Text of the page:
So, then when our son turned two (and daddy was again tired of the midnight sleeping kicks) we bought the book The No-Cry Sleep Solution for Toddlers and Preschoolers by Elizabeth Pantley, which was a God send. Imagine a book where no one is ridiculing your parenting methods or telling you that what you're doing is wrong, but tells you how (if you would like to) to get your toddler to sleep on their own. Well, we tried some of the suggestions to get him to sleep in his toddler bed in his own room, but after one night of sleeping in there until about 1 am (a coup in our household) he promptly told us, "I don't want my bed", this is now a great family joke and source of laughter for my husband and I. So, what did we do, we ended up moving him back to our bed, knowing that we had a plan for moving him to his own bed in due time.
One of the suggestions that Pantley makes in her book is that for children who have bedshared to start to co-sleep in the family bedroom in their own bed. Well, that made a lot of sense the transition is much smoother from sleeping with mommy and daddy to sleeping beside mommy and daddy versus sleeping in a whole different room (my son has also developed a little fear of "monsters", I have no idea where this came from). So, two weeks ago I ordered him a new toddler bed (to make this milestone more meaningful for him) and told him he'd be getting a new bed and a "mama luvie" (which eneded up being a teddybear with a heart on him).
When the bed arrived our son helped mommy put it together, helped me make the bed, and we put the mama luvie in the bed. We then went through our regular nightime routine, when it came time for us to go to sleep I told him that he was now ready to sleep in his own bed, but that it was right next to mommy and daddy's bed and if he needed us all he had to do was call us and we'd be there. I also explained to him why he was going to be sleeping in a new bed, I told him that he's getting so big that we could no longer all fit in one bed and that sometimes daddy gets hurt at night when we're all in there.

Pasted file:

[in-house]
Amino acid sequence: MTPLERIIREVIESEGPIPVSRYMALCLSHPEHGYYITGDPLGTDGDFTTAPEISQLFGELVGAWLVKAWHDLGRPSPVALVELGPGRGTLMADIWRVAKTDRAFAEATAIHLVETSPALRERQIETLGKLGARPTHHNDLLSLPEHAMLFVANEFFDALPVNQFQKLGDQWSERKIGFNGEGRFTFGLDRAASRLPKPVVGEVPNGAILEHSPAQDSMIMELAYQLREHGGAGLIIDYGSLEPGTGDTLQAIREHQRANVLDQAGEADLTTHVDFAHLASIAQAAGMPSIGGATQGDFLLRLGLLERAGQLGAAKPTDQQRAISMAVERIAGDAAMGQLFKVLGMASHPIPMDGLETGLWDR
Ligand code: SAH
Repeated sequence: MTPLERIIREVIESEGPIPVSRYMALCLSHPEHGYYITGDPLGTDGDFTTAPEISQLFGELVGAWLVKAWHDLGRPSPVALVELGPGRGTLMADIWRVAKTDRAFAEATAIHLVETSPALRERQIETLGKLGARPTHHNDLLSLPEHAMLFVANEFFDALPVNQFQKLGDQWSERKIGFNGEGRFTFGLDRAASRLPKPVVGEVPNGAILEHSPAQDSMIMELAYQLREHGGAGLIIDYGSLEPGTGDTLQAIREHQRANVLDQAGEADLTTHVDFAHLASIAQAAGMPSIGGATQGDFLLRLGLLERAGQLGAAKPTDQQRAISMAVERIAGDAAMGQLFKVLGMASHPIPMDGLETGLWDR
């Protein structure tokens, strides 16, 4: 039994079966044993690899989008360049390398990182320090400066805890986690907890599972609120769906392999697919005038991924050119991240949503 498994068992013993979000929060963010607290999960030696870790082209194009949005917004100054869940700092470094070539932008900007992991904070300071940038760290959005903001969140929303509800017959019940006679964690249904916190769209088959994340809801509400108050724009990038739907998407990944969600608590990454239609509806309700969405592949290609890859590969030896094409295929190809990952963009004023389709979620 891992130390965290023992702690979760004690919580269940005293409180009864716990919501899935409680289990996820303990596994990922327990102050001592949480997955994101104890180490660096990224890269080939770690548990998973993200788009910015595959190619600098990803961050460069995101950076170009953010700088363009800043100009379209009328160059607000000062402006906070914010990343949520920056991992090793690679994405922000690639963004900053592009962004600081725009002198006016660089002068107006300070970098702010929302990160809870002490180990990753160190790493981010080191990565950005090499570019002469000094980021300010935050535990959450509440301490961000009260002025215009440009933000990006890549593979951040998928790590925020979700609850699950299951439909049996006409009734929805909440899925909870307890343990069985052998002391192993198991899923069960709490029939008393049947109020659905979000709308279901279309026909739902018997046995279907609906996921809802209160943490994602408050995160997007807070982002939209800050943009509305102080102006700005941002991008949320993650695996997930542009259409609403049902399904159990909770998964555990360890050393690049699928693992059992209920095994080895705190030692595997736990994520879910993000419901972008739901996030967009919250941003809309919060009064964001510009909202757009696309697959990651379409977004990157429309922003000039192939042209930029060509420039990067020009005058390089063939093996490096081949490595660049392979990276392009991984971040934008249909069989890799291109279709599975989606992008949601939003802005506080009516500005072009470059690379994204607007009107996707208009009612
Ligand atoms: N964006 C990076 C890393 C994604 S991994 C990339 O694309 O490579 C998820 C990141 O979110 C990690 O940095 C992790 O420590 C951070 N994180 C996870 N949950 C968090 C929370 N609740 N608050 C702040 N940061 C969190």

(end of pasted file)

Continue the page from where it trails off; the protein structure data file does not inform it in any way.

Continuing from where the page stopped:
He still looked dubious, so I asked him if he'd like me to lay in there with him for a little while and he said yes. So, I laid in bed with him until he went to sleep then went to my own bed less than two feet away. He woke up about three times, two of those times to say mommy and I would give him a hug or rub his back and one of those times for a drink of water. By the third day I no longer had to lay with him until he went to sleep, I told him he could lay in there by himself and if he wanted he could hug the teddy, because the teddy loves hugs.
In the middle of this we went away on vacation and went back to bedsharing for two nights and I was afraid he'd regress, but he's back to sleeping in his own bed and life is sweet. No more kicking of the daddy, more room for my pregnant belly, and a little boy that is sleeping in his own bed, proud of his accomplishment, and confident in the fact that his parents are there for him even in the middle of the night.
We base our sleeping arrangements on this Attachment Parenting Principle:
Ensure Safe Sleep, Physically and Emotionally: Babies and children have needs at night just as they do during the day; from hunger, loneliness, and fear, to feeling too hot or too cold. They rely on parents to soothe them and help them regulate their intense emotions. Sleep training techniques can have detrimental physiological and psychological effects. Safe co-sleeping has benefits to both babies and parents.